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Blank cheque to foreign banks
FM signals change in voting cap, stake curbs

Mumbai, Oct. 29: Finance minister P. Chidambaram today said the government would allow foreign banks to pick up a 10 per cent stake in their private-sector rivals every year before they secure control in three to four years.

A consultation process will be started with coalition partners at the Centre soon so that a bill removing the 10 per cent cap on their voting rights in banks can be brought in.

'We will encourage foreign banks to come to India, to expand and to grow through mergers and acquisitions,' the minister said at a function to inaugurate Dena Bank's new hub in Bandra-Kurla complex.

The remarks ignited a rally in bank shares. One of those that sizzled was UTI Bank, whose stock opened at Rs 146.65, hit an intra-day high of Rs 158 and closed at Rs 152.50 in an increase of over 6.42 per cent on Dalal Street.

Analysts say today's comments should remove doubts raised in July by Reserve Bank of India's (RBI) draft guidelines on private banks' ownership pattern. The second set of proposals is due in not too distant a future.

The central bank had said percentage of foreign direct investment (FDI) by a single entity, or a group, should be limited to 10 per cent of a private bank's equity.

Though RBI officials later clarified that the norms would not prevent acquisitions of private sector banks by institutions with a good standing in the financial community, questions remain over the future of investments made by foreign banks ' like that of HSBC in UTI Bank.

The voting right cap is seen as another obstacle for foreign banks interested in their domestic counterparts. Chidambaram pointed out that while a standing committee of Parliament favoured an end to the 10 per cent cap on voting rights, it made it clear the existing pattern of ownership must be reflected in boardroom polls.

While the likes of Citibank, ABN Amro and Standard Chartered have hinted in the past that they would not be averse to acquisitions of private banks, the voting-right cap and ownership curbs have held them back.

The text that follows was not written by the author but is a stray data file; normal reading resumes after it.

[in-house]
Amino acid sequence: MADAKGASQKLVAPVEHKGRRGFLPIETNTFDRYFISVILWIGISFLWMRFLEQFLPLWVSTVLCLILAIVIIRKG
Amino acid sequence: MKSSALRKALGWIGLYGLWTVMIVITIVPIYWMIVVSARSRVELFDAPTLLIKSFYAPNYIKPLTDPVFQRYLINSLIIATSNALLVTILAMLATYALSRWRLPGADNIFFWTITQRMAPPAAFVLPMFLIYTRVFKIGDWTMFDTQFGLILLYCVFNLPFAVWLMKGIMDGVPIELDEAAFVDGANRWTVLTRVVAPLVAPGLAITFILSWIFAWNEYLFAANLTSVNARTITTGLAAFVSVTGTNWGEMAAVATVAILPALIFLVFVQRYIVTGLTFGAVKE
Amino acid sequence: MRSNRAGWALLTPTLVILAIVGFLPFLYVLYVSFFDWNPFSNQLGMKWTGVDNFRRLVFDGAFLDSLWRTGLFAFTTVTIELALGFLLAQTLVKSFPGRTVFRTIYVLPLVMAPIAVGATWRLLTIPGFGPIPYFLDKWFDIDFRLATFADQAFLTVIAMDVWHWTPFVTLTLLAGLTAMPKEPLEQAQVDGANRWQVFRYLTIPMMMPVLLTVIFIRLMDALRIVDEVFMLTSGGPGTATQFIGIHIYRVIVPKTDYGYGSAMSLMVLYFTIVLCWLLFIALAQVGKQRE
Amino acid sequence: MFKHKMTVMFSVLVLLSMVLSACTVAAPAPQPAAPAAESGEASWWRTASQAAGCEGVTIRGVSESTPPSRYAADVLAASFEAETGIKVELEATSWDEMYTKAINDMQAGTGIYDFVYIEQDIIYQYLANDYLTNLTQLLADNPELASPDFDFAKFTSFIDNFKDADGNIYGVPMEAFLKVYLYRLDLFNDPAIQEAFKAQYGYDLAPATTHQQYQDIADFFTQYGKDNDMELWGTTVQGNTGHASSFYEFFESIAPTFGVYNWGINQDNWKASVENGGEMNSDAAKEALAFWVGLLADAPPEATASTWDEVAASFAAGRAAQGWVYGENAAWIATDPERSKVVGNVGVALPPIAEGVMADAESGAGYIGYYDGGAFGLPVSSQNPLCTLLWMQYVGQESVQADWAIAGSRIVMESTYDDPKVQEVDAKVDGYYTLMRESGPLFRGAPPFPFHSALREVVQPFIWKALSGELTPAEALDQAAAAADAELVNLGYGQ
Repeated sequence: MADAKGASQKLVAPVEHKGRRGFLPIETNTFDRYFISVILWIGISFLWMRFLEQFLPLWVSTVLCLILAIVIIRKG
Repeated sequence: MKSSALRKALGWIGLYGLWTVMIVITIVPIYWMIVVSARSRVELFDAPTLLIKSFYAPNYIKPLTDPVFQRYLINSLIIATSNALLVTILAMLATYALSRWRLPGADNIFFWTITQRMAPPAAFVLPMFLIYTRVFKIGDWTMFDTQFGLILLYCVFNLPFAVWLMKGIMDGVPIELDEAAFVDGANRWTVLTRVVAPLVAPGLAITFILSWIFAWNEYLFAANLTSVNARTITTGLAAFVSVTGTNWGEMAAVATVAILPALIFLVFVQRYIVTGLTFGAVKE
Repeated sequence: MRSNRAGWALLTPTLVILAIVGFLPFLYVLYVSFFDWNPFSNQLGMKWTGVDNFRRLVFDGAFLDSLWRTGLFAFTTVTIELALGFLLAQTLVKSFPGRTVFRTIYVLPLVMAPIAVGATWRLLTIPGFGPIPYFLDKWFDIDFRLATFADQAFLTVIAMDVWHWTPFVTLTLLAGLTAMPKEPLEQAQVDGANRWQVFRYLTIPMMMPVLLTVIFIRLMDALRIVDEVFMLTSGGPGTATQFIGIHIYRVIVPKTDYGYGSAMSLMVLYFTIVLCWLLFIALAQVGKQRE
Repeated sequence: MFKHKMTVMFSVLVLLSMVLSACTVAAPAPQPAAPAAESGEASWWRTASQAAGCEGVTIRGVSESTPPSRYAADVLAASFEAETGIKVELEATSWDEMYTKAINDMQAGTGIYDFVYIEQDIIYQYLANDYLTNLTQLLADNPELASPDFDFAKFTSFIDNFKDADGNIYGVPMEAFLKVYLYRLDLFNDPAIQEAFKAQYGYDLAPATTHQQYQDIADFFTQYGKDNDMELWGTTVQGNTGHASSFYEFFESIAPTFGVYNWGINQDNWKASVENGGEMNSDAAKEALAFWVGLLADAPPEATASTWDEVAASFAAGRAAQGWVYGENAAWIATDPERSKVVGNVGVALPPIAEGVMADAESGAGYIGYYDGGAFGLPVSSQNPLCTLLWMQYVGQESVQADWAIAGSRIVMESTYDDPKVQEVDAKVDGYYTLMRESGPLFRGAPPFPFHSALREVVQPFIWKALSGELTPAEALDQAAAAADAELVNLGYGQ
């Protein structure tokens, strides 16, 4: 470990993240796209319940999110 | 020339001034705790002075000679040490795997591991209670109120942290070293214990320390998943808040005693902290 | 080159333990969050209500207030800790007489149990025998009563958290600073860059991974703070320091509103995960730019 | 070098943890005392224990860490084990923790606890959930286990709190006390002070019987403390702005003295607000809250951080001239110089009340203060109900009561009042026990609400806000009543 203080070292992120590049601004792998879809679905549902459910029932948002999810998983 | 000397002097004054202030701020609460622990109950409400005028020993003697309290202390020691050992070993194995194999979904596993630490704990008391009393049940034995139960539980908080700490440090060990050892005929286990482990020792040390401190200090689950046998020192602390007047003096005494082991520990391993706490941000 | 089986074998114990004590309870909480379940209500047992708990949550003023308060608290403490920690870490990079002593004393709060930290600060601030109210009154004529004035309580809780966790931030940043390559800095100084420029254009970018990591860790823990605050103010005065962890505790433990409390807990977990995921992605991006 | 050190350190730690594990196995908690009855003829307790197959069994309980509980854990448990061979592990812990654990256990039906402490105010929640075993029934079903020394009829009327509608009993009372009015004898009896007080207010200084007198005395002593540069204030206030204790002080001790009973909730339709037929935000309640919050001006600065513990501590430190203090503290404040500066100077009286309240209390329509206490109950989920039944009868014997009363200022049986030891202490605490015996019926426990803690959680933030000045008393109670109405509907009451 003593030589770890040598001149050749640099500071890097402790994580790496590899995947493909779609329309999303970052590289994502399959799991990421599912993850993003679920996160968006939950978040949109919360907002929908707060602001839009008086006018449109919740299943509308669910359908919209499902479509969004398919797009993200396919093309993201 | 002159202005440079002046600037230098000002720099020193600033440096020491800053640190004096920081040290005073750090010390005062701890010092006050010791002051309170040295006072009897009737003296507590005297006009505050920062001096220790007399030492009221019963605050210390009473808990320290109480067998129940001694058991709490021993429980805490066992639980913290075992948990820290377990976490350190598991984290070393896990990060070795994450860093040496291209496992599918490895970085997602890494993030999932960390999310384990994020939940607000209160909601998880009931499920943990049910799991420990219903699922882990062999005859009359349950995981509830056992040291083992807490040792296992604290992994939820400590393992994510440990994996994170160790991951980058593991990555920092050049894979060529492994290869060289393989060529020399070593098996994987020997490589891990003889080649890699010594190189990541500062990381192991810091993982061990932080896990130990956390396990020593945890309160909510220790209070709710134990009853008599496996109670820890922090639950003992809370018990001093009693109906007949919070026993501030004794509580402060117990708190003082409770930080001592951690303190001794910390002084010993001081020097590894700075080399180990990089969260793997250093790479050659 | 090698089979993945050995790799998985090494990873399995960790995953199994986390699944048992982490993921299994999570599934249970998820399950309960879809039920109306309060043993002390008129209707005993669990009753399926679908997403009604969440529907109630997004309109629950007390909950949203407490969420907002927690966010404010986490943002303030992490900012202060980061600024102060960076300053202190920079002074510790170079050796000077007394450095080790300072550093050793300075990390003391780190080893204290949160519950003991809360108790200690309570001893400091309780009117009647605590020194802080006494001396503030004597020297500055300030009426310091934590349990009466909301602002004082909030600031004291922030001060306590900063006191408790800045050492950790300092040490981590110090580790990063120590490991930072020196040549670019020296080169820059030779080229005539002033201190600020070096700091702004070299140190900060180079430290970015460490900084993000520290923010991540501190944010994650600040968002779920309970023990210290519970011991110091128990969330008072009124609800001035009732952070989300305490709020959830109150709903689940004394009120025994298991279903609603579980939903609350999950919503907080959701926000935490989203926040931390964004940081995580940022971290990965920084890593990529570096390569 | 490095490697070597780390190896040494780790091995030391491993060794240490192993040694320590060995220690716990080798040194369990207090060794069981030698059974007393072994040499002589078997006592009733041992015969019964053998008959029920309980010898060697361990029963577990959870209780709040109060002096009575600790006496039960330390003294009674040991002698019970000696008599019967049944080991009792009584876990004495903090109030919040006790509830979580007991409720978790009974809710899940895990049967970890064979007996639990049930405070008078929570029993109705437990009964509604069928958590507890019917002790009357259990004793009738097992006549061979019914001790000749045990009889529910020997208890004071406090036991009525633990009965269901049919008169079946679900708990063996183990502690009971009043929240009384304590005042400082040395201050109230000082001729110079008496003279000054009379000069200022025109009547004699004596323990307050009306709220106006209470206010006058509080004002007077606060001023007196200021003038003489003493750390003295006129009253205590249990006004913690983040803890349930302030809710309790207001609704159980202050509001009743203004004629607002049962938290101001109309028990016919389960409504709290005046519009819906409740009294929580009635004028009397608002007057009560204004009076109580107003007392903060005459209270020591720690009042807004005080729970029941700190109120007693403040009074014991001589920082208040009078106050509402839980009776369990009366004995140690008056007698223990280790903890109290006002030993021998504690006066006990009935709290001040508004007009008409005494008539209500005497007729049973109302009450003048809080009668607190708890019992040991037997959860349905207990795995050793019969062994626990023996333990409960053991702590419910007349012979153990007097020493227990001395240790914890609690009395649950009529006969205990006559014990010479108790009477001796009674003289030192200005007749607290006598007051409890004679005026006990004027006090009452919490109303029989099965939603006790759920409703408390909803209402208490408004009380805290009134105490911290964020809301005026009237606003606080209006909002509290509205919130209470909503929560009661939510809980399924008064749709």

Turning to nationalised banks, the finance minister told their chairmen not to expect equity support from the government and to tap the market for expansion funds.

Promising a level-playing field in the country's banking industry, Chidambaram reiterated that the government's policy is to keep 'public sector banks' just the way they are, while encouraging private and foreign players.

State Bank chief A. K. Purwar, Bank of Baroda chairman P. S. Shenoy, IDBI chairman M. Damodaran and Dena Bank boss Anil Khandelwal were among those present at the function ' part of the finance minister's day-long visit to the financial capital of the country.

Reiterating the government's support to consolidation, Chidambaram expressed happiness that banks were talking to each other on ways to achieve the goal. However, he clarified that the government will not force mergers but only 'bless the marriage' if it comes through.

Nationalised banks, he said, can also look at their private players 'if they are suitable candidates'. The consolidation leading to large banks was necessary to make Indian companies global. The government wants Indian banks to rival those abroad in size by 2010 and would like to see at least three to four among top 100 banks worldwide.

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